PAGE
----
The Girl Who Loved Camellias by Julie Kavanagh

(Cover picture courtesy of Goodreads.)

The little known, riveting story of the most famous courtesan of her time: muse and mistress of Alexandre Dumas fils and Franz Liszt, the inspiration for Dumas’s The Lady of the Camellias and Verdi’s La Traviata, one of the most sought after, adored women of 1840s Paris.

Born in 1824 in Normandy, Marie Duplessis fled her brutal peasant father (who forced her to live with a man many years her senior). Julie Kavanagh traces Marie’s reinvention in Paris at sixteen: as shop girl, kept woman, and finally, as grand courtesan with the clothes, apartment, coach and horses that an aristocratic woman of the time would have had. Tall, willowy, with dramatic dark hair, Marie acquired an aristocratic mien, but coupled with a singular modesty and grace, she was an irresistible figure to men and women alike. Kanavagh brings her to life on the page against a brilliantly evoked background of 1840s Paris: the theater and opera, the best tables at the cafés frequented by society figures, theater directors, writers, artists–and Marie, only nineteen, at the center of it all. Four years later, at twenty-three, she would be dead of tuberculosis.

I first heard of Marie Duplessis because of my love of opera.  She was the inspiration for Dumas’s The Lady of the Camellias, which was the inspiration for my favourite opera of all time, La Traviata.  After watching an amazing version of La Traviata with Anna Moffo in the lead role, I wondered how close her interpretation was to the real Marie Duplessis.  Then I began to wonder who Marie Duplessis the person was, not just the character writers, painters and musicians have made her into over the decades.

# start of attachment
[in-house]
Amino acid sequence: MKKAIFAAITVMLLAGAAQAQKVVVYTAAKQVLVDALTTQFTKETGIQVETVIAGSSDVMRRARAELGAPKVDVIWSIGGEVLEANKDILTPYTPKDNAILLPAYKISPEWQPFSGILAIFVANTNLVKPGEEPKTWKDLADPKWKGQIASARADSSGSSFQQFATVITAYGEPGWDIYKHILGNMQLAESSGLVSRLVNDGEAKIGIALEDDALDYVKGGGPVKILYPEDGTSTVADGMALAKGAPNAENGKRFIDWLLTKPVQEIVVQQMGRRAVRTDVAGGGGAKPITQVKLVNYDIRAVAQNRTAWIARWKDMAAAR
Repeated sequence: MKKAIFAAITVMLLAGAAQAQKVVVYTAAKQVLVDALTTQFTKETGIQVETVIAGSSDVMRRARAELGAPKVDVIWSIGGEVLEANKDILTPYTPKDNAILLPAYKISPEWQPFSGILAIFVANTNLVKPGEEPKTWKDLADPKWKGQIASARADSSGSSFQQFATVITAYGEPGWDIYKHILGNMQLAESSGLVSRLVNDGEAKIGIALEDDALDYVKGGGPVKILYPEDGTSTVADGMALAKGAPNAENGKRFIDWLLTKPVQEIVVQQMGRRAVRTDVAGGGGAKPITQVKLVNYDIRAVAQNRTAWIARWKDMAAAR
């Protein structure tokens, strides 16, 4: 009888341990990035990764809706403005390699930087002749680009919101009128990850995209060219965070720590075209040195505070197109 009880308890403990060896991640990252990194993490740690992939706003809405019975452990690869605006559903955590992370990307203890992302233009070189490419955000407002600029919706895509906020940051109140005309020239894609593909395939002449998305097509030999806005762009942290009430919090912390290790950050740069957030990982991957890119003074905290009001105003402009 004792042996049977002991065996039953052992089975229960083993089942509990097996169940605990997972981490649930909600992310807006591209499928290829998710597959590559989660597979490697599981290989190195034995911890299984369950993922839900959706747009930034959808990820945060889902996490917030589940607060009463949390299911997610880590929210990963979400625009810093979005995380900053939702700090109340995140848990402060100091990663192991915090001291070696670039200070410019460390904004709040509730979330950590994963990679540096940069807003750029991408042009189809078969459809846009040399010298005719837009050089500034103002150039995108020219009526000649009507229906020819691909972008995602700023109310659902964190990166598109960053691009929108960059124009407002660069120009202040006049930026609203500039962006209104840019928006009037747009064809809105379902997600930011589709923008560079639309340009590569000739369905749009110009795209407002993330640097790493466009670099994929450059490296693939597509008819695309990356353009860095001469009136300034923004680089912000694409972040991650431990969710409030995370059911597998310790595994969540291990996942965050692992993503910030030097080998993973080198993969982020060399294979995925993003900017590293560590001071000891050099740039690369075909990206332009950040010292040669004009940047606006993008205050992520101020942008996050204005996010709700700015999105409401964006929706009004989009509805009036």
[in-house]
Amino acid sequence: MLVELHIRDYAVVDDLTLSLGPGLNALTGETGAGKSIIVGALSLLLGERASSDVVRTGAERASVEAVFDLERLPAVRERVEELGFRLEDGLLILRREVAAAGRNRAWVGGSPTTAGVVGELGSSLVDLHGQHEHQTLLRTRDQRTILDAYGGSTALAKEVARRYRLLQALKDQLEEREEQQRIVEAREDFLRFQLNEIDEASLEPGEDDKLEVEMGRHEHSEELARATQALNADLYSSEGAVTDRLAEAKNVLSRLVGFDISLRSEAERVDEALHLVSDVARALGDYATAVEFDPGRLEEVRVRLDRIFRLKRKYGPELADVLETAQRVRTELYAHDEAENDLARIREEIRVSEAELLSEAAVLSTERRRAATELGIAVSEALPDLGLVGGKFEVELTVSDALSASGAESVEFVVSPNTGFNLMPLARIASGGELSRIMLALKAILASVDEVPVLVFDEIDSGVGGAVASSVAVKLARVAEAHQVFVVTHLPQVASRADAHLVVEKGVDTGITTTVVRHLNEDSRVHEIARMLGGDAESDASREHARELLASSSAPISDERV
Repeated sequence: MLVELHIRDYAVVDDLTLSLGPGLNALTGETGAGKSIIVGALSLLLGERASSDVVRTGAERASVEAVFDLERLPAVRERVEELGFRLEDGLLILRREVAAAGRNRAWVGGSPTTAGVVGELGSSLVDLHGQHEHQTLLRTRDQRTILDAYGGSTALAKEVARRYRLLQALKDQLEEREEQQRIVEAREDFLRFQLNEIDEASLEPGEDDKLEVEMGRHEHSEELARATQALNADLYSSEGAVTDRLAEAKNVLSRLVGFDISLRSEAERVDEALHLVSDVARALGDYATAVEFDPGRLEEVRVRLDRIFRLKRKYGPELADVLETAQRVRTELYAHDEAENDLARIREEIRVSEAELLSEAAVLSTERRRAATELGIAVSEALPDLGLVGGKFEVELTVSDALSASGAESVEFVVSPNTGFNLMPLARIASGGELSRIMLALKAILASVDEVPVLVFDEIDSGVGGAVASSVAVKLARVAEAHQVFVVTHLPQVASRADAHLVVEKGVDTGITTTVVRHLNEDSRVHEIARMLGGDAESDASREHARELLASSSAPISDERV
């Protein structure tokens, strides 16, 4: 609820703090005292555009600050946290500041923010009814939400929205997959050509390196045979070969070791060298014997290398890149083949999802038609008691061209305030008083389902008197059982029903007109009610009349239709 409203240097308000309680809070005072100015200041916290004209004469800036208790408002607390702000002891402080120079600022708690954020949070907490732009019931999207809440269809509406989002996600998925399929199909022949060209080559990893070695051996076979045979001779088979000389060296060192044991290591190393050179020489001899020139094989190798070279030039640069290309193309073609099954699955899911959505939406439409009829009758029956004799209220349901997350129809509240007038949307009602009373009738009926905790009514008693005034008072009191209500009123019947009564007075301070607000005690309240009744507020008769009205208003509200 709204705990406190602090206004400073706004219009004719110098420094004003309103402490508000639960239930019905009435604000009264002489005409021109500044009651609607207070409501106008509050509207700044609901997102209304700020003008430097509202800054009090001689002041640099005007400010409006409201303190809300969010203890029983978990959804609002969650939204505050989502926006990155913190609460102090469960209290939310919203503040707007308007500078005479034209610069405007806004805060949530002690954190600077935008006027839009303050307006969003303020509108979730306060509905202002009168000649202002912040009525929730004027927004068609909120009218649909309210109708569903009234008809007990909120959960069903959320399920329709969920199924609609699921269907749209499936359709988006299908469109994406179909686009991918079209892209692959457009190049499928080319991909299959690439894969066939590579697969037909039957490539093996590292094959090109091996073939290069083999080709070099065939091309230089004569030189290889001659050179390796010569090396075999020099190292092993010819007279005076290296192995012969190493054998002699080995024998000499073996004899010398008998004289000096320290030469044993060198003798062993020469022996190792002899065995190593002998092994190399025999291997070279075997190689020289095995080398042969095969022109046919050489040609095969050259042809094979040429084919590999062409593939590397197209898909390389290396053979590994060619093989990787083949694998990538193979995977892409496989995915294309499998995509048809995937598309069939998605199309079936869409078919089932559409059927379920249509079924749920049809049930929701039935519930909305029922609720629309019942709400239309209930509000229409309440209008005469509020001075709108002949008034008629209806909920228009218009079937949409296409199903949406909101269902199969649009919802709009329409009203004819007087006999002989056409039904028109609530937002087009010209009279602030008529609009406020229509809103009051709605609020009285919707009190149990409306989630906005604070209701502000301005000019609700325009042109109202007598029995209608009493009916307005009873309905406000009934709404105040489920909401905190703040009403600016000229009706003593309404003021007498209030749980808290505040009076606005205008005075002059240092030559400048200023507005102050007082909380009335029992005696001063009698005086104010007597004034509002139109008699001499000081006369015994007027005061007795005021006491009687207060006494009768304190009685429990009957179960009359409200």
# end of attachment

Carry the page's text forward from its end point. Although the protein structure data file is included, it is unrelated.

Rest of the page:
Although Duplessis only lived to the age of 23, Julie Kavanagh was able to give us a very in-depth, detailed look at her life.  Not only that, she provided context for Marie’s rise from simple but pretty farm girl to one of the most sought-after courtesans in Paris’ demimonde.  She was a complex woman who could be both unbelievably selfish and petty but at the same time, caring and genuinely kind to the people around her.  Money ran through her hands like water to feed her wardrobe and her general lifestyle but at the same time was known to give generously to charities and was very religious in her later years.  If she were a mere character in a novel she’d probably be called unbelievable and contradictory, but Kavanagh’s highlighting of her contradictions really humanized Marie for me.  She became a living, breathing person instead of this distant legend.

As it says in the blurb, from a very young age Marie was likely sexually abused and when she fled from the countryside she had no illusions about what a wonderful place 1840s Paris was for lower class women.  She clawed her way up the unofficial courtesan hierarchy, first being a grisette (a lover to somewhat poor university students) and then a lorette when she found an older, wealthier patron.  And then, finally when the simple Alphonsine Plessis caught the eye of a young duke, she was transformed into Marie Duplessis, the irresistible courtesan.  It was not an easy path and Kavanagh talks about her struggles in fairly stark language that brings home the idea that while being a courtesan could be glamorous at times, there were many times it was not.

What I especially liked about The Girl Who Loved Camellias was the postscript that detailed the sale of Marie’s estate to pay off her debts and the introduction where Marie’s cultural impact is discussed.  Of course, most famously there’s the book The Lady of the Camellias and Verdi’s opera La Traviata but there have also been films and even ballets about her life.  Even though few people today actually know her name, Marie Duplessis lives on in the beautiful works of art she inspired.

My favourite thing about this biography is that while Julie Kavanagh goes into detail, she does not get encumbered by it as so many biographers do.  While she includes the text from some letters pertaining to Marie’s life, she does not get bogged down in detailing Marie’s correspondence.  Instead, she includes short quotes where it’s relevant (which seems like common sense but sadly all too few biographers do this, preferring to include every single scrap of correspondence they can find pertaining to their subject).  She gives historical context to Marie’s life but again she doesn’t get too bogged down in irrelevant details.  Basically, she tells a detailed but interesting story about a woman who packed quite a lot of living into just twenty three years.

If you’re looking for an interesting biography that’s a fairly fast read, I highly recommend The Girl Who Loved Camellias.  It’s one of the best biographies I’ve ever read.

I give this book 5/5 stars.

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